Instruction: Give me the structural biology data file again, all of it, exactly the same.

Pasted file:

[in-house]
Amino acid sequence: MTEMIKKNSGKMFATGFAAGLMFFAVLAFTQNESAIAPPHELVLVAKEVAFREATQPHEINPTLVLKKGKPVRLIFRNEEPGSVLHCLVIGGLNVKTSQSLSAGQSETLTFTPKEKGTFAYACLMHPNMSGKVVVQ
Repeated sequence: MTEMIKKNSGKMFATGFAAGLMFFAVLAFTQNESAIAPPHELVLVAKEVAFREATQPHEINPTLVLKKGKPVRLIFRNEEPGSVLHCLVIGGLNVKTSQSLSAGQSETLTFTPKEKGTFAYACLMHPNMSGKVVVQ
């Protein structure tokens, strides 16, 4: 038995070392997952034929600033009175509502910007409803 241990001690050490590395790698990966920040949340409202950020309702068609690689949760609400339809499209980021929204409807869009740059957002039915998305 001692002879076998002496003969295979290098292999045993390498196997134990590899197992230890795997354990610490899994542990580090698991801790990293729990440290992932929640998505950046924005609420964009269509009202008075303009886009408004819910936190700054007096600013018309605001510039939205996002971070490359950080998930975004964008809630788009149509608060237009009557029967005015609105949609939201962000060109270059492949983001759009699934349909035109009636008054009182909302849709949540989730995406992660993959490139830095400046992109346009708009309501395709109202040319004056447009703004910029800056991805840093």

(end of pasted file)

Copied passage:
[in-house]
Amino acid sequence: MTEMIKKNSGKMFATGFAAGLMFFAVLAFTQNESAIAPPHELVLVAKEVAFREATQPHEINPTLVLKKGKPVRLIFRNEEPGSVLHCLVIGGLNVKTSQSLSAGQSETLTFTPKEKGTFAYACLMHPNMSGKVVVQ
Repeated sequence: MTEMIKKNSGKMFATGFAAGLMFFAVLAFTQNESAIAPPHELVLVAKEVAFREATQPHEINPTLVLKKGKPVRLIFRNEEPGSVLHCLVIGGLNVKTSQSLSAGQSETLTFTPKEKGTFAYACLMHPNMSGKVVVQ
């Protein structure tokens, strides 16, 4: 038995070392997952034929600033009175509502910007409803 241990001690050490590395790698990966920040949340409202950020309702068609690689949760609400339809499209980021929204409807869009740059957002039915998305 001692002879076998002496003969295979290098292999045993390498196997134990590899197992230890795997354990610490899994542990580090698991801790990293729990440290992932929640998505950046924005609420964009269509009202008075303009886009408004819910936190700054007096600013018309605001510039939205996002971070490359950080998930975004964008809630788009149509608060237009009557029967005015609105949609939201962000060109270059492949983001759009699934349909035109009636008054009182909302849709949540989730995406992660993959490139830095400046992109346009708009309501395709109202040319004056447009703004910029800056991805840093």